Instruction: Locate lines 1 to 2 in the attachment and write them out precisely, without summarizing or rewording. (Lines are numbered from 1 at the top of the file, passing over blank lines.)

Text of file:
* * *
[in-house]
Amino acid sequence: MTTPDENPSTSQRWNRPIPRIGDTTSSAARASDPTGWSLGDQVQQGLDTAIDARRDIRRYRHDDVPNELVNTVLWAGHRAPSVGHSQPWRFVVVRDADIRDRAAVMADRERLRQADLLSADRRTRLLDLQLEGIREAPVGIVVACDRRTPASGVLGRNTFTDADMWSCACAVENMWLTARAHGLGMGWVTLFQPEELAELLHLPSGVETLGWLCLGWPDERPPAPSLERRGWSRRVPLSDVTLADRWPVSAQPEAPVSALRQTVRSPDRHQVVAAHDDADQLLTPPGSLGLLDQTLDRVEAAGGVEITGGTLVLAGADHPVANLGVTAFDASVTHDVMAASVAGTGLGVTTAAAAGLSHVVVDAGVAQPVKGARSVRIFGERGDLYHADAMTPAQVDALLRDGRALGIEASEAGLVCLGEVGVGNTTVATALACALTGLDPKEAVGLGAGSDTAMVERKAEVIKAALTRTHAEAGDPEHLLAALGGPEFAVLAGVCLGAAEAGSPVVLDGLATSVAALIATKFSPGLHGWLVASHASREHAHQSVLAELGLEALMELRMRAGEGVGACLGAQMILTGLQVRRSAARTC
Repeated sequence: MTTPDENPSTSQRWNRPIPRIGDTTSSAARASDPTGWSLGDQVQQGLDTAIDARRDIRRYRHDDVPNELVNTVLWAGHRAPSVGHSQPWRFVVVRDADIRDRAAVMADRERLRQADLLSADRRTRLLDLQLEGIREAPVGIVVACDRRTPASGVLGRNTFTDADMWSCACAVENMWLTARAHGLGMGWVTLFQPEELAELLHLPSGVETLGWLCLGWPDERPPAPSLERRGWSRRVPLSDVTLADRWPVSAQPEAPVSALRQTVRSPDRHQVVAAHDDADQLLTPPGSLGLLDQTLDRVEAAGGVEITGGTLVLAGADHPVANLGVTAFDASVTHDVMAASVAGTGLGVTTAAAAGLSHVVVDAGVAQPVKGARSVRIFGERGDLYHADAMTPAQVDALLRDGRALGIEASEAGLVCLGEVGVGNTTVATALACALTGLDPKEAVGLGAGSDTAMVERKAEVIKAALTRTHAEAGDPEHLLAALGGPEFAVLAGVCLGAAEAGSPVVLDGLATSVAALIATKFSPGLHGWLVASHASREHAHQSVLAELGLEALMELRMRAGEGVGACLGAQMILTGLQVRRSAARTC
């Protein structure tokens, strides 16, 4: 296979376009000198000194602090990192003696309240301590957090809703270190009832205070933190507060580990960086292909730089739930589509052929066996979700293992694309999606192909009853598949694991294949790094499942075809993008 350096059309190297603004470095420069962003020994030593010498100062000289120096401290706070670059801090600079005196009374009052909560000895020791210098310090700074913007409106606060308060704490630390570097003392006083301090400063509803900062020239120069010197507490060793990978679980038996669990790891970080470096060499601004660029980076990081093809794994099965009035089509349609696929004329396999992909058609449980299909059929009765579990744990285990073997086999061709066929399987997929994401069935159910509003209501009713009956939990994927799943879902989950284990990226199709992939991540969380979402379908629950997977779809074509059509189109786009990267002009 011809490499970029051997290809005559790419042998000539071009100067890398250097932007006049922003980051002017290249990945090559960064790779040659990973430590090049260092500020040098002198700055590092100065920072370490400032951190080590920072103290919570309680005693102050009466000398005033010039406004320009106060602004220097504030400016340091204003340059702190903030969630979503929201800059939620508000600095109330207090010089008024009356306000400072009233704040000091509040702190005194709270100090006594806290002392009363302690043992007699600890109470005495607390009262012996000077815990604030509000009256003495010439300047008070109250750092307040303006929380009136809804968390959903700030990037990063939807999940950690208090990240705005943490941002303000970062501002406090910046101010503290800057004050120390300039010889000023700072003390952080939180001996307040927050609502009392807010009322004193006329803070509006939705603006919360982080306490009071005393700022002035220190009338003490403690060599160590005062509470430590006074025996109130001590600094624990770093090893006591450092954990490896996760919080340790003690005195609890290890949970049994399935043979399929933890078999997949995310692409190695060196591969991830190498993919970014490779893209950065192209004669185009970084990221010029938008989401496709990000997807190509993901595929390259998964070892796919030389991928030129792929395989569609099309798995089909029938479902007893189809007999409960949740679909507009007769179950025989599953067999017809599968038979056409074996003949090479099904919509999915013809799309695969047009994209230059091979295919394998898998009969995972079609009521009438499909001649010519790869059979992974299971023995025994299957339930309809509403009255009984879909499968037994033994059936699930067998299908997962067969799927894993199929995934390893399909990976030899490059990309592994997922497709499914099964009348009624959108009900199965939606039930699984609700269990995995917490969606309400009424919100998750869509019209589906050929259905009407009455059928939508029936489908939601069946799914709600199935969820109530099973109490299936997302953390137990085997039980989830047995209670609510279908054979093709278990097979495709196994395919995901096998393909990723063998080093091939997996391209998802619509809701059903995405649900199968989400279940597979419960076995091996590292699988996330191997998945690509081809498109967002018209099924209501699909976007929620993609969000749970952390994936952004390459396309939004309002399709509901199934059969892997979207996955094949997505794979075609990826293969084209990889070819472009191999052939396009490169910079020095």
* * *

[in-house]
Amino acid sequence: MTTPDENPSTSQRWNRPIPRIGDTTSSAARASDPTGWSLGDQVQQGLDTAIDARRDIRRYRHDDVPNELVNTVLWAGHRAPSVGHSQPWRFVVVRDADIRDRAAVMADRERLRQADLLSADRRTRLLDLQLEGIREAPVGIVVACDRRTPASGVLGRNTFTDADMWSCACAVENMWLTARAHGLGMGWVTLFQPEELAELLHLPSGVETLGWLCLGWPDERPPAPSLERRGWSRRVPLSDVTLADRWPVSAQPEAPVSALRQTVRSPDRHQVVAAHDDADQLLTPPGSLGLLDQTLDRVEAAGGVEITGGTLVLAGADHPVANLGVTAFDASVTHDVMAASVAGTGLGVTTAAAAGLSHVVVDAGVAQPVKGARSVRIFGERGDLYHADAMTPAQVDALLRDGRALGIEASEAGLVCLGEVGVGNTTVATALACALTGLDPKEAVGLGAGSDTAMVERKAEVIKAALTRTHAEAGDPEHLLAALGGPEFAVLAGVCLGAAEAGSPVVLDGLATSVAALIATKFSPGLHGWLVASHASREHAHQSVLAELGLEALMELRMRAGEGVGACLGAQMILTGLQVRRSAARTC